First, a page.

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Black eyedrops made from a "chlorophyll analog" have allowed human subjects to experience night vision—without the use of special goggles.
The chemical, called Chlorin e6, "is found in some deep-sea fish and is used as an occasional method to treat night blindness," according to Mic.
The group who actually ran the experiment, Science for the Masses, is based in Tehachapi, California, somewhat amusingly described by Mic as being "a couple hours north of Los Angeles," which is rhetorically equivalent to saying they're in the middle of nowhere (in fact, Tehachapi is quite close to California City).
In effect, the modified eyedrop procedure was just a tactical misuse of a known cancer treatment: that is, Chlorin e6, or Ce6, is normally used as "a photosensitizer in laser assisted cancer remediation," the group explained. "The light amplification properties of the Ce6 are used to use the energy from a low power light source to destroy cancerous cells with literal laser precision."
It is this "light amplification" that enables the alleged night vision.
"To me, it was a quick, greenish-black blur across my vision, and then it dissolved into my eyes," Gabriel Licina, the team's voluntary guinea pig, explained.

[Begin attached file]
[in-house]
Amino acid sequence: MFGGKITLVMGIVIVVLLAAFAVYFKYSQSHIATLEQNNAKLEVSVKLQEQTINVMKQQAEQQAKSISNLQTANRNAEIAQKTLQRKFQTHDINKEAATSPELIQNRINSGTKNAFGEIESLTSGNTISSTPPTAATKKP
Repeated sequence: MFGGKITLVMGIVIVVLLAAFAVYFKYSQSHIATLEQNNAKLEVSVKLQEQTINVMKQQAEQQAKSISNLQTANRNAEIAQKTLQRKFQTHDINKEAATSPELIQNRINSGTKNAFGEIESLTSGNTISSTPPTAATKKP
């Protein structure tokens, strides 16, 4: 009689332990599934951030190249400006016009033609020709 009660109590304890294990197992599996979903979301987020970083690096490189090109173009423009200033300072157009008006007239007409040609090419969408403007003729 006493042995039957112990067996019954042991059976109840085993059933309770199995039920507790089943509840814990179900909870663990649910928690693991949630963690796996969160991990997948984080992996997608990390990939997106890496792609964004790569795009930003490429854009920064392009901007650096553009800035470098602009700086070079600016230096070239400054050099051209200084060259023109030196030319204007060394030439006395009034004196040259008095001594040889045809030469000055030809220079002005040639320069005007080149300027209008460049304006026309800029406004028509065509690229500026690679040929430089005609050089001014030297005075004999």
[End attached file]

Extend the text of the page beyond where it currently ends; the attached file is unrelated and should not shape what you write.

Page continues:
[Image: Screen grab via Mic, courtesy of Science for the Masses].
According to the team's own report—which must be taken with a grain of salt, at least until other researchers have reproduced the results—it actually worked: it gave Licina night vision. From Mic:
It started with shapes, hung about 10 meters away. "I'm talking like the size of my hand," Licina says. Before long, they were able to do longer distances, recognizing symbols and identifying moving subjects against different backgrounds.The team has posted a "review" of the experience on their website, which offers some more insight into the process.
But, again, assuming this isn't simply an exaggeration or even a hoax, the idea that humans can now see in the dark with the help of eyedrops based on chlorophyll—as if borrowing an optical superpower from the vegetable kingdom, incorporating other species and experiencing self-hybridization in order to capture light at even its wispiest and most ghostlike extremes—is jaw-dropping. Or eye-popping, as the case may be.
You can easily imagine this becoming standard for nighttime police operations or military raids—with Special Ops teams giving themselves eyedrops before sneaking into an unlit town—but one could even imagine this having an effect on global energy bills.
What if improving grid efficiency is at least partially also a medical question—that is, if you could just drop some Ce6 in a dark city without the need for streetlights, or even walk through your own apartment with pupils the size of dinner plates, seeing everything?
[Image: Photo courtesy Nellis Air Force Base].
The possibility that human self-augmentation might serve as an alternative to urban infrastructure is a pretty mind-boggling scenario, implying a whole new suite of possibilities for the future of urban design.
At the very least, it suggests a bizarre—if not quite dystopian—situation where we might find that redesigning the city is less effective than redesigning ourselves.